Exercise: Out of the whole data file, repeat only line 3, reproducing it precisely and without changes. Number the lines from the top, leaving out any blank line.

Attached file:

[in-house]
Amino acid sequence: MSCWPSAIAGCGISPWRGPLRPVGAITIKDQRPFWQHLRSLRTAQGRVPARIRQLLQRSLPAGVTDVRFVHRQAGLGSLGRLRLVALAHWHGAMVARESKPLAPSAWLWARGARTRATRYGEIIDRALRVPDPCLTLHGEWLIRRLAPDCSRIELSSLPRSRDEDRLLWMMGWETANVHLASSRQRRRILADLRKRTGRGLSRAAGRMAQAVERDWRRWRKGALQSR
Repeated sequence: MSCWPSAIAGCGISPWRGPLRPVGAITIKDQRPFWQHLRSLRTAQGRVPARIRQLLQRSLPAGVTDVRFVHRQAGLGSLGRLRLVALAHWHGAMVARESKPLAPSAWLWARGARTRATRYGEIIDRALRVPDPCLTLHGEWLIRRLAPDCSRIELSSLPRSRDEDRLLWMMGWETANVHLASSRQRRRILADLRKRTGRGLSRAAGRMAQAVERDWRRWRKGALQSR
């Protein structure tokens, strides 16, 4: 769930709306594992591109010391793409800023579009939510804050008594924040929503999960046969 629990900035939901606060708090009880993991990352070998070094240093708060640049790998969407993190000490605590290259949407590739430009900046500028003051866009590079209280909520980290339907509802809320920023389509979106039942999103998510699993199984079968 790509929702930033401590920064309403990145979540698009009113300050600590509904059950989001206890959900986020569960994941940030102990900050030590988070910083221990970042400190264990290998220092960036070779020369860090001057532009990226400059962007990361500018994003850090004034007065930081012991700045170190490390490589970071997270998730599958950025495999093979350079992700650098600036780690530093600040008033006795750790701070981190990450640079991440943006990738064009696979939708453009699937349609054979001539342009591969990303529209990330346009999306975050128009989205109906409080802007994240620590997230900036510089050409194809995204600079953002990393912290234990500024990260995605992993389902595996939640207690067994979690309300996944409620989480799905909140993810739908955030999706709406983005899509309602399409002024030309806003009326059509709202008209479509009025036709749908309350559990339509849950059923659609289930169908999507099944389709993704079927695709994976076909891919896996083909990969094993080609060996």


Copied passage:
Repeated sequence: MSCWPSAIAGCGISPWRGPLRPVGAITIKDQRPFWQHLRSLRTAQGRVPARIRQLLQRSLPAGVTDVRFVHRQAGLGSLGRLRLVALAHWHGAMVARESKPLAPSAWLWARGARTRATRYGEIIDRALRVPDPCLTLHGEWLIRRLAPDCSRIELSSLPRSRDEDRLLWMMGWETANVHLASSRQRRRILADLRKRTGRGLSRAAGRMAQAVERDWRRWRKGALQSR